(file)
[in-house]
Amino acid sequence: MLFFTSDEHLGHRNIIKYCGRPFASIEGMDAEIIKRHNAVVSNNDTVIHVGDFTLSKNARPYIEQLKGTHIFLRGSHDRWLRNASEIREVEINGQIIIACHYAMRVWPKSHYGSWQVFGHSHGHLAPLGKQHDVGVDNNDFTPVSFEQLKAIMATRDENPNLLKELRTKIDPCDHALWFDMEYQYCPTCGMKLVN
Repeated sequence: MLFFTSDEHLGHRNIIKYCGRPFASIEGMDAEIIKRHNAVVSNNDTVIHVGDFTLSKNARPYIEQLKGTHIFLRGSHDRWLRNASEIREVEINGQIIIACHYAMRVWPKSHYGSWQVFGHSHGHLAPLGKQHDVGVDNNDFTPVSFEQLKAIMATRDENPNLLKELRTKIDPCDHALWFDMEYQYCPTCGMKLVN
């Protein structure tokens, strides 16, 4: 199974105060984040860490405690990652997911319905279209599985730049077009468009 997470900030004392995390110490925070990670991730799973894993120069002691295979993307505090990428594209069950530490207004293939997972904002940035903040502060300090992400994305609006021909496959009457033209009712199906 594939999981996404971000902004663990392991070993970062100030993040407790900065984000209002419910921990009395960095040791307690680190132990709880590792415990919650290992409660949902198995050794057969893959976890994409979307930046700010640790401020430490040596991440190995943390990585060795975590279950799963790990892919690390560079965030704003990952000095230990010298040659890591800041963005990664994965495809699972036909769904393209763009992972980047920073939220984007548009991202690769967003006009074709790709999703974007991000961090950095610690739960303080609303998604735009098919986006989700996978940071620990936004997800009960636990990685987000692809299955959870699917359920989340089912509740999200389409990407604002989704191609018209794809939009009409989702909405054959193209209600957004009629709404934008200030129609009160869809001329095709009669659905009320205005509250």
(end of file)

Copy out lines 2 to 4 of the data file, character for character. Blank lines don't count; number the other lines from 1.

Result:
Amino acid sequence: MLFFTSDEHLGHRNIIKYCGRPFASIEGMDAEIIKRHNAVVSNNDTVIHVGDFTLSKNARPYIEQLKGTHIFLRGSHDRWLRNASEIREVEINGQIIIACHYAMRVWPKSHYGSWQVFGHSHGHLAPLGKQHDVGVDNNDFTPVSFEQLKAIMATRDENPNLLKELRTKIDPCDHALWFDMEYQYCPTCGMKLVN
Repeated sequence: MLFFTSDEHLGHRNIIKYCGRPFASIEGMDAEIIKRHNAVVSNNDTVIHVGDFTLSKNARPYIEQLKGTHIFLRGSHDRWLRNASEIREVEINGQIIIACHYAMRVWPKSHYGSWQVFGHSHGHLAPLGKQHDVGVDNNDFTPVSFEQLKAIMATRDENPNLLKELRTKIDPCDHALWFDMEYQYCPTCGMKLVN
């Protein structure tokens, strides 16, 4: 199974105060984040860490405690990652997911319905279209599985730049077009468009 997470900030004392995390110490925070990670991730799973894993120069002691295979993307505090990428594209069950530490207004293939997972904002940035903040502060300090992400994305609006021909496959009457033209009712199906 594939999981996404971000902004663990392991070993970062100030993040407790900065984000209002419910921990009395960095040791307690680190132990709880590792415990919650290992409660949902198995050794057969893959976890994409979307930046700010640790401020430490040596991440190995943390990585060795975590279950799963790990892919690390560079965030704003990952000095230990010298040659890591800041963005990664994965495809699972036909769904393209763009992972980047920073939220984007548009991202690769967003006009074709790709999703974007991000961090950095610690739960303080609303998604735009098919986006989700996978940071620990936004997800009960636990990685987000692809299955959870699917359920989340089912509740999200389409990407604002989704191609018209794809939009009409989702909405054959193209209600957004009629709404934008200030129609009160869809001329095709009669659905009320205005509250």